To Brigadier General William Maxwell
[Middlebrook, N.J., 20 December 1778]
I was favored with your letter of yesterdays date this evening.
I have informed Governor Livingston with as many of the circumstances of Hatfields case as have come within my knowlege, and directed Lord Stirling to furnish him with such as he has relating to this subject.1 You will be pleased2 without further delay to deliver both Hatfield and the vessel he was in, to the civil magistrate with all the information you are possessed of in the affair, and assist in making what further discoveries may be attainable.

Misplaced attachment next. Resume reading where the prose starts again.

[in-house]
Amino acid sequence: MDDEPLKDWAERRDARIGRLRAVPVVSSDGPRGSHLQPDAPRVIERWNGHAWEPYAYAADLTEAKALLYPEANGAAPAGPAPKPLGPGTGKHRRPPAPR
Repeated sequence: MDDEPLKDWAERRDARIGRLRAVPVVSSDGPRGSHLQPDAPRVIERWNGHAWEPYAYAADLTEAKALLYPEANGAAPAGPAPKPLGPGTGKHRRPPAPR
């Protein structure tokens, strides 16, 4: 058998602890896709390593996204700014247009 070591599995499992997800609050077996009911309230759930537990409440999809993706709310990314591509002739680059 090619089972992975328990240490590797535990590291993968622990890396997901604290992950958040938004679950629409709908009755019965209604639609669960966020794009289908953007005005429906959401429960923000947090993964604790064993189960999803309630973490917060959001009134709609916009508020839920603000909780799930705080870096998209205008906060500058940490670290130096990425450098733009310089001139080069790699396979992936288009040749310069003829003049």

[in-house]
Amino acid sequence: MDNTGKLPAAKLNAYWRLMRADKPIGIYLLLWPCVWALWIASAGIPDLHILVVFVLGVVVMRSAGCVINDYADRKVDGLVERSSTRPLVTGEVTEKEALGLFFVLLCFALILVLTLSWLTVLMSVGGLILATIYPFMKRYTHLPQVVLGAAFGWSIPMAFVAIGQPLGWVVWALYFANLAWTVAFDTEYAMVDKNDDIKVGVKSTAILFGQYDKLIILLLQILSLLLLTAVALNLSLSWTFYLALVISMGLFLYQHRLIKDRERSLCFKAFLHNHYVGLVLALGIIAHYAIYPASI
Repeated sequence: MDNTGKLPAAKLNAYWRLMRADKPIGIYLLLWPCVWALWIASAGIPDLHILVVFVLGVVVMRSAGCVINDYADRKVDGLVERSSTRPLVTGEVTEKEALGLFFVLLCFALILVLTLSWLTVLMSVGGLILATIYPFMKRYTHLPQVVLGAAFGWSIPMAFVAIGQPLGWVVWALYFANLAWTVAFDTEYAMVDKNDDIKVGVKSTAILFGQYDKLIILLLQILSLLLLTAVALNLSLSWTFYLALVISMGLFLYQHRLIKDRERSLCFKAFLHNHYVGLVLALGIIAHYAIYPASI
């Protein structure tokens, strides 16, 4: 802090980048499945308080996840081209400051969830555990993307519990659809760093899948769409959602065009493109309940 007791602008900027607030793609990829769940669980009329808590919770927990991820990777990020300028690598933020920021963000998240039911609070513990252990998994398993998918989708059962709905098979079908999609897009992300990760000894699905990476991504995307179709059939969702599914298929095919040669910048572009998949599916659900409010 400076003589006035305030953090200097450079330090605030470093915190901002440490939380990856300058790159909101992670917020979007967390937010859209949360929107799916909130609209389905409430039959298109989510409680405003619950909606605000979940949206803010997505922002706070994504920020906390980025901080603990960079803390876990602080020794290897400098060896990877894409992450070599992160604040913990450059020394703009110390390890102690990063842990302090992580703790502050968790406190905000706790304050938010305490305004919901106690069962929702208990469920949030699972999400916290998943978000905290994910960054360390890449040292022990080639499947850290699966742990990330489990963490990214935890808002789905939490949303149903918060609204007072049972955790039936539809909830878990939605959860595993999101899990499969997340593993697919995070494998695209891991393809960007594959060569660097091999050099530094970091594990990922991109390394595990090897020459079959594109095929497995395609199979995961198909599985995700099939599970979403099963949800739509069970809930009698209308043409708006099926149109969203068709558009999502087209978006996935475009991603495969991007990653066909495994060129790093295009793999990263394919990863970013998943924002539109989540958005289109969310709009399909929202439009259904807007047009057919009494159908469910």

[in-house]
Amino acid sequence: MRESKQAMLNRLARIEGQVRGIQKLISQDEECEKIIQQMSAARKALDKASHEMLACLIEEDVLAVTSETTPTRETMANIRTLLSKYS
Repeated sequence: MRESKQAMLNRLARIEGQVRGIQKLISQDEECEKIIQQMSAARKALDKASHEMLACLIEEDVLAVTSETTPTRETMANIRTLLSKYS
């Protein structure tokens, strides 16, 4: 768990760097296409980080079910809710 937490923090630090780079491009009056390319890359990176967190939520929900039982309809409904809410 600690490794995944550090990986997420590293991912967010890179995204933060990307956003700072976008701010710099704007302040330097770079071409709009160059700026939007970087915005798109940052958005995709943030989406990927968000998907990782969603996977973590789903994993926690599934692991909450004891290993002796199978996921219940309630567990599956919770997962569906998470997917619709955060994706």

I wish you would ascertain more fully and clearly the cause of the deficiencies in the several articles of clothing as contained in your return. This may be done by a return of the number of men in the different corps—and a return of the several articles drawn for each corps.
To prevent as much as possible that intercourse which has been so much complained of—you will refer the applications for flags from the Commissaries of prisoners to me that one general rule of conduct may be observed in all cases of flags. Mr Mercereu, D.C. Prisrs has my permission to pass into N.Y.
I have inclosed you full instructions for your observance3 and am sir &c.
Df, in James McHenry’s and Alexander Hamilton’s writing, DLC:GW; Varick transcript, DLC:GW.
2. The rest of this sentence, except for the words “to deliver,” is in Hamilton’s writing.